NAB Asset Servicing has won two new clients – both from BNP Paribas Securities Services – in a welcome relief after a couple of tough years, from a business sense. Importantly, the wins were made on its own. NAB and Citi, its international partner, now do their own pitches.
REI Super, the $1.7 billion real estate agents’ fund, and RACV, the prestigious Victorian institution of roughly the same size, have both appointed NAB as their new securities services provider, replacing BNP. The REI move coincides with the announcement that long-standing chief executive, Mal Smith, has resigned and is looking for a new opportunity in the super industry. REI Super used Deloitte as its advisor. RACV declined to comment on its change of circumstances.
REI Super, which has about 30,000 members, had been with BNP Paribas for close to 20 years, Mal Smith said. The fund has an interested implemented investment arrangement with Morningstar, plus it runs some internal alternatives portfolios itself.
“After such a long time we were keen to review our operating model,” Smith said. “We had Mercer for admin, Morningstar as our investment manager [fund of funds] and BNP as custodian. NAS (NAB Asset Servicing) came back to us with an attractive offer and they seemed really keen to work with us. We’re now in the transition mode, which should be finished by about mid-May – hopefully before June 30. NAS is going to re-imagine our operating model, including pensions, efficient tax accruals and that sort of thing.”
Smith praised Deloitte for its professionalism, the firm’s due diligence on NAS and also NAS’s project management of its takeover of the BNP account. I’ve been really happy with the way the whole thing has gone,” he said.
NAS has lost several big clients since it announced – inexplicably to the ASX – that it was putting its business on the market, in 2014, only to take it off the market a year later. The latest wins, and the new deal it has done with Citi, appear to have settled its prospects. Australia’s only Australian-owned custodian appears to be back in contention.
Smith, who has recently turned 60, is looking for a new challenge as, dare we say it, he enters his professional twilight years. He wants to remain in the super industry, though, he says. He is very happy with the way REI Super has performed in recent years and making the leap to something else is a difficult decision. He expects to work at REI Super into the second half of this year, helping whoever replaces him to get set in his or her role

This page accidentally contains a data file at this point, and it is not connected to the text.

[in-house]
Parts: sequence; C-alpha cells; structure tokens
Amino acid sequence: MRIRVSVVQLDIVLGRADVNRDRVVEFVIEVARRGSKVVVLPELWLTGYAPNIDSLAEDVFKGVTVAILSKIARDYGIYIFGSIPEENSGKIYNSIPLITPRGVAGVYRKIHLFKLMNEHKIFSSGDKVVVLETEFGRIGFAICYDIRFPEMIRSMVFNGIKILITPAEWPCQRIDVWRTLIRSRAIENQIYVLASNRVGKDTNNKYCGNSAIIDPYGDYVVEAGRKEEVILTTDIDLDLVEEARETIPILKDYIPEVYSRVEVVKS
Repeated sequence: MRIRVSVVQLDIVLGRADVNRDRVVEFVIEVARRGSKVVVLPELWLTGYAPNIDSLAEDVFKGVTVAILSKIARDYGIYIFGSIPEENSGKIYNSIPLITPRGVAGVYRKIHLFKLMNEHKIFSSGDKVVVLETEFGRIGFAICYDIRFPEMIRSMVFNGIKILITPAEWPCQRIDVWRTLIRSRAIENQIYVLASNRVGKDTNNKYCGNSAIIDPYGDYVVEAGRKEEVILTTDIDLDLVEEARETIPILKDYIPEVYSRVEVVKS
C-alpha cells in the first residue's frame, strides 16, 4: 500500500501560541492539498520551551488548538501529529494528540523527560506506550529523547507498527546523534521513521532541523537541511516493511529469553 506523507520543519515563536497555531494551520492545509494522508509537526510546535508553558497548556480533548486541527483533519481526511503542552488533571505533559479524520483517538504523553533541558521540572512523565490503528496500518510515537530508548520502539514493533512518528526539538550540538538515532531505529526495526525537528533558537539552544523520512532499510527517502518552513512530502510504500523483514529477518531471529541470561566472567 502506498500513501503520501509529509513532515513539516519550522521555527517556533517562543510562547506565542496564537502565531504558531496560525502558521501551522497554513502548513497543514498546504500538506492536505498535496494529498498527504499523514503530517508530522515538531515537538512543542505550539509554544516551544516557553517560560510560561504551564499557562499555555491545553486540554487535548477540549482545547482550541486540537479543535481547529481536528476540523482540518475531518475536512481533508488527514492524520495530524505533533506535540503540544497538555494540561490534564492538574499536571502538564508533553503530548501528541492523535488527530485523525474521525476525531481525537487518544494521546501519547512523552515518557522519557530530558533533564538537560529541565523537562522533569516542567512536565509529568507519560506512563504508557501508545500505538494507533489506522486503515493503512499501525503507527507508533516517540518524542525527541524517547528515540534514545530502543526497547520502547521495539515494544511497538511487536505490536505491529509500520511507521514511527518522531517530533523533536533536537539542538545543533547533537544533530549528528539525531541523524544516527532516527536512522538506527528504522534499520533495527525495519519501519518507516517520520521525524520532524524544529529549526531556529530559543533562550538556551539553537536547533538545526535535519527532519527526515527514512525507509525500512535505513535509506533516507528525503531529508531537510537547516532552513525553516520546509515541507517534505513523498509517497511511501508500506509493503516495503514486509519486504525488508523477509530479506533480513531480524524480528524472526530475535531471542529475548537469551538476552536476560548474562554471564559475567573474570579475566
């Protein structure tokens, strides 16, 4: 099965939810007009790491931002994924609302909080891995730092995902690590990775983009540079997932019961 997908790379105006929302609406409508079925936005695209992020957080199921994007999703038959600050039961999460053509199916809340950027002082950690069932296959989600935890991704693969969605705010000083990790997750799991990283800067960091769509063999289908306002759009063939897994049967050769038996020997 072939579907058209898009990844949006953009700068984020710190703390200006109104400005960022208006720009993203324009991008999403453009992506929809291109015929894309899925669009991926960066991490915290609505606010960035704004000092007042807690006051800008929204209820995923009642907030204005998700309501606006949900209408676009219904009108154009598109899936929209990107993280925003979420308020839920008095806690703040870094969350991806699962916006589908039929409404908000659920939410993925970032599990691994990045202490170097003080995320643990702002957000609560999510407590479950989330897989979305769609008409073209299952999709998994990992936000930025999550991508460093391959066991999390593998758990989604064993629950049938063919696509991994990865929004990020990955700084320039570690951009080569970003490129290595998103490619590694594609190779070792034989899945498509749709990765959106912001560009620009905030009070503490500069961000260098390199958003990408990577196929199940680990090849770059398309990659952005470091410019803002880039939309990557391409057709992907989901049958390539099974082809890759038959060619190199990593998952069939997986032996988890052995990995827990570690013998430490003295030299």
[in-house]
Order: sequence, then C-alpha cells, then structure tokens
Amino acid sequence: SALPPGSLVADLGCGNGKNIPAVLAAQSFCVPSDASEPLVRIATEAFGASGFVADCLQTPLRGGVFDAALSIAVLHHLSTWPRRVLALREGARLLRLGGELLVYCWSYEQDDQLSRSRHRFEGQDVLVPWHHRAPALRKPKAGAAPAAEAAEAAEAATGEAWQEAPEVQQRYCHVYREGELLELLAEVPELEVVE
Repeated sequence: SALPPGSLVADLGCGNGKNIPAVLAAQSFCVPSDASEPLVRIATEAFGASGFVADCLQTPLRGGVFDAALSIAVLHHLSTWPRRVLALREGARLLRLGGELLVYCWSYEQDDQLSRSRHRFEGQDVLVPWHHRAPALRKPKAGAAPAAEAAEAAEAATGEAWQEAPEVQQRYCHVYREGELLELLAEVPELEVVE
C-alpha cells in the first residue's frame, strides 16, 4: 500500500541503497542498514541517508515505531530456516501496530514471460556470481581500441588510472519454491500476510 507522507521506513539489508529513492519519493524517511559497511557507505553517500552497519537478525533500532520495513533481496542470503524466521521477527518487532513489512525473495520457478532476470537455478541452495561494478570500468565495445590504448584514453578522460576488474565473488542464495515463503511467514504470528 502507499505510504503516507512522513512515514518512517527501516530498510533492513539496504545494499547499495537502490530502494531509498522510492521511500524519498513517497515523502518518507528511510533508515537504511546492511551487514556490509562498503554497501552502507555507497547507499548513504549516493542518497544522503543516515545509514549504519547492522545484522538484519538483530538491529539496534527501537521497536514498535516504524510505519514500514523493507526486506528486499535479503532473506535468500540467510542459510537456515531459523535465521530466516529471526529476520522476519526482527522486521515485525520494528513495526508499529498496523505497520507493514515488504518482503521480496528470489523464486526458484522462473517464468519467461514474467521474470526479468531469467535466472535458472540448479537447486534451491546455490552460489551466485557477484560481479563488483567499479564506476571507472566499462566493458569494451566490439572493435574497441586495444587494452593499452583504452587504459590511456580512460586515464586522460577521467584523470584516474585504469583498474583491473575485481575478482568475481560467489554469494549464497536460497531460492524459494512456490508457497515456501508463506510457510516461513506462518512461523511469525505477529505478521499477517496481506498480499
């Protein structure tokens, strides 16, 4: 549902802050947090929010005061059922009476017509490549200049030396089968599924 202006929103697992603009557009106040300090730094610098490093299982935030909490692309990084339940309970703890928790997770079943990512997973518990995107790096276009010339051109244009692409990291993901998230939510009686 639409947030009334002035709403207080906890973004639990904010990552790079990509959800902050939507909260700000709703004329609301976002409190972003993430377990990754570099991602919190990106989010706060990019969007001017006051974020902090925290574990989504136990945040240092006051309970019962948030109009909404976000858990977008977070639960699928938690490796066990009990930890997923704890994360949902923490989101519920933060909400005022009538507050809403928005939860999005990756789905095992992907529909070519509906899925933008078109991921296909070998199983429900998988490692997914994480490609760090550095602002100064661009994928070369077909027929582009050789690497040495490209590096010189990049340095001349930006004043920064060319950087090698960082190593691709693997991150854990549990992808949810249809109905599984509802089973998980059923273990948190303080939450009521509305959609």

Given the nature of the real estate industry, REI Super’s members tend to have a healthy average account balance. Smith believes that the fund will lose only about 3-4 per cent of its members when the Government’s new regulation comes in on July 1, whereby members with less than $6,000 will be automatically transferred to the Australian Taxation Office.
NAB originally put the securities services business up for sale back in 2006. It was known as ‘Project Mexico’. The rumour is that State Street offered A$1 billion for it, but the bank turned this down because it did not allow it to keep the cash and FX businesses. Go figure!
After the 2014 announcement, NAS lost several big clients such as VFMC, QSuper and Suncorp, which it had actually bought. NAB replaced BNY Mellon with Citi as its international custody partner after Citi had won, in its own right, the master custody contract for the $35 billion Hostplus. Since then, after the NSW Treasury Corporation custody tender – the largest in Australia’s history – Citi and NAS have been doing their own pitches separately. This is understood to have been at NAS’s suggestion and seems to be working just fine for both organisations.
Greg Bright is publisher of Investor Strategy News (Australia)